It has pleasant flavor, it is not chili, does not have a strong odor and does not cause tears to the eyes.
In addition, it is most easily grown and is not sensitive to low temperatures. It can be harvested from the beginning of autumn until the end of spring. Therefore, leeks is important food especially in winter, when the choice of vegetables is poor.
Its nutritional composition is similar to its “cousins”, but contains more protein, beta-carotene and vitamin C. Raw leek is an excellent source of manganese and a good source of iron, folic acid, vitamins C and B6. Given that cooking reduces the amount of vitamins and minerals, cooked leeks becomes a good source of manganese and a source of iron, folic acid and vitamin B6.
Unlike garlic and onion, leeks is used whole and not only as a spice, but as a vegetable. It is full of nutrients and medicinal substances. It contains a large amount of minerals and vitamin C and essential oils with sulfur. These oils have a beneficial effect on the respiratory and digestive organs, kidneys, liver, blood and blood vessels. When using leeks it is recommended to use the whole leeks; the white stalks as well as the green leaves.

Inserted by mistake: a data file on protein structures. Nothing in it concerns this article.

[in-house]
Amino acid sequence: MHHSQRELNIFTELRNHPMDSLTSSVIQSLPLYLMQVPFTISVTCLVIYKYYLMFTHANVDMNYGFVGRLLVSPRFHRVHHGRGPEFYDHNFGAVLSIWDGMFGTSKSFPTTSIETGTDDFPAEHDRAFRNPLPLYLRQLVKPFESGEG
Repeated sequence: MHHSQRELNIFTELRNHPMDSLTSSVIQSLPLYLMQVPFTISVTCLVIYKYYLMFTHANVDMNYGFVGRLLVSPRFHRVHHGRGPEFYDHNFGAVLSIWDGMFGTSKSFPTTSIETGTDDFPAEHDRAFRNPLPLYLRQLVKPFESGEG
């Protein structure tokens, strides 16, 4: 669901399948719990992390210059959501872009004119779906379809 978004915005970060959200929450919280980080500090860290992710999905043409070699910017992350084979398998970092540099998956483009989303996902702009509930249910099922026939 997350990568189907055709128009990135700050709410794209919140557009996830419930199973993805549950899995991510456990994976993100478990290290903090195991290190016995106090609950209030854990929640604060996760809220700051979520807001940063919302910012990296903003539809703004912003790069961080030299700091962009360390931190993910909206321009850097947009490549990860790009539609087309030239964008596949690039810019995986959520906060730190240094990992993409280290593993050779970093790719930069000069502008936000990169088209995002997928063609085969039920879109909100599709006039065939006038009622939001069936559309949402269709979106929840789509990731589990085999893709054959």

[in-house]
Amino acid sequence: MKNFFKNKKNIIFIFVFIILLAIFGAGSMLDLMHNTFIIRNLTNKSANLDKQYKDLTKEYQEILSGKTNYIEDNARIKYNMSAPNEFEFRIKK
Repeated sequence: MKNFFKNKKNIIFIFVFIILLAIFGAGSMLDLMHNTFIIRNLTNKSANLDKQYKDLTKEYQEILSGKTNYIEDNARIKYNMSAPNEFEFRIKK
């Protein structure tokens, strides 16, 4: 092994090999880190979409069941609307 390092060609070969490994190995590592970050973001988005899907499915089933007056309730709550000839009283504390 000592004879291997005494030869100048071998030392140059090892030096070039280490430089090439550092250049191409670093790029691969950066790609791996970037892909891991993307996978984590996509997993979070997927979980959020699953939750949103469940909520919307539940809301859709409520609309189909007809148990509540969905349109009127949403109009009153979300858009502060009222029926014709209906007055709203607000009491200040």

The leaves, which are often avoided, contains several times more vitamins than the white part.
– In case of enlarged thyroid warm compresses of cooked leeks are recommended.
– Leeks helps with cough, soothe a cough and has a beneficial effect on hoarseness, pneumonia and asthma.
– Reduces the increased level of uric acid, cholesterol and fats in the blood.
– Leeks improves blood circulation, and helps with arteriosclerosis and phlebitis.
– It improves appetite and encourages the work of the digestive system and bowels.
– Leeks encourages better kidney function and excretion of urine, and helps with pain in the kidneys and kidney stones.